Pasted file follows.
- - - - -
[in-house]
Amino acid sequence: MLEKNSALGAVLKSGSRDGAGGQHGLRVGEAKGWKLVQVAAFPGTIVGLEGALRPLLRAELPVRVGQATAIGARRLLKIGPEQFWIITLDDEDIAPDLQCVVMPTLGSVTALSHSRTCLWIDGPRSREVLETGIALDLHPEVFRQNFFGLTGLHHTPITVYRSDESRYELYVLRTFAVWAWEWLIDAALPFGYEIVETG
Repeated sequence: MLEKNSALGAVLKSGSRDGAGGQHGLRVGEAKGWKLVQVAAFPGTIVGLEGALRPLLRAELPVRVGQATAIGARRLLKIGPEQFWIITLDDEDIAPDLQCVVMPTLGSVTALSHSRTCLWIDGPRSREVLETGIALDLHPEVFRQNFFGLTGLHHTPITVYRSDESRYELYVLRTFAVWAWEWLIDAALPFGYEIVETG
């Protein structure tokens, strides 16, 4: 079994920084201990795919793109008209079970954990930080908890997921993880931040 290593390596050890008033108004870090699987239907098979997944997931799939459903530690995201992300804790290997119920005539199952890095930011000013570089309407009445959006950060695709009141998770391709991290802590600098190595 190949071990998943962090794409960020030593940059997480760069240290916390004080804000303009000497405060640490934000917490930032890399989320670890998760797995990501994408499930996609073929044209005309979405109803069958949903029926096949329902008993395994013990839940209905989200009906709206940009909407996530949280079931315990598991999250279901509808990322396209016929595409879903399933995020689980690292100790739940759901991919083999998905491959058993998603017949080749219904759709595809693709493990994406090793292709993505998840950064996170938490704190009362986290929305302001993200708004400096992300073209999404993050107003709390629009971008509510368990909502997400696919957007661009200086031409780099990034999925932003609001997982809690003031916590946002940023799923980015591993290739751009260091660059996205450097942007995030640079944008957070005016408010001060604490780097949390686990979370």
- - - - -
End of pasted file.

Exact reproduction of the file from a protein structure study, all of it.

[in-house]
Amino acid sequence: MLEKNSALGAVLKSGSRDGAGGQHGLRVGEAKGWKLVQVAAFPGTIVGLEGALRPLLRAELPVRVGQATAIGARRLLKIGPEQFWIITLDDEDIAPDLQCVVMPTLGSVTALSHSRTCLWIDGPRSREVLETGIALDLHPEVFRQNFFGLTGLHHTPITVYRSDESRYELYVLRTFAVWAWEWLIDAALPFGYEIVETG
Repeated sequence: MLEKNSALGAVLKSGSRDGAGGQHGLRVGEAKGWKLVQVAAFPGTIVGLEGALRPLLRAELPVRVGQATAIGARRLLKIGPEQFWIITLDDEDIAPDLQCVVMPTLGSVTALSHSRTCLWIDGPRSREVLETGIALDLHPEVFRQNFFGLTGLHHTPITVYRSDESRYELYVLRTFAVWAWEWLIDAALPFGYEIVETG
């Protein structure tokens, strides 16, 4: 079994920084201990795919793109008209079970954990930080908890997921993880931040 290593390596050890008033108004870090699987239907098979997944997931799939459903530690995201992300804790290997119920005539199952890095930011000013570089309407009445959006950060695709009141998770391709991290802590600098190595 190949071990998943962090794409960020030593940059997480760069240290916390004080804000303009000497405060640490934000917490930032890399989320670890998760797995990501994408499930996609073929044209005309979405109803069958949903029926096949329902008993395994013990839940209905989200009906709206940009909407996530949280079931315990598991999250279901509808990322396209016929595409879903399933995020689980690292100790739940759901991919083999998905491959058993998603017949080749219904759709595809693709493990994406090793292709993505998840950064996170938490704190009362986290929305302001993200708004400096992300073209999404993050107003709390629009971008509510368990909502997400696919957007661009200086031409780099990034999925932003609001997982809690003031916590946002940023799923980015591993290739751009260091660059996205450097942007995030640079944008957070005016408010001060604490780097949390686990979370």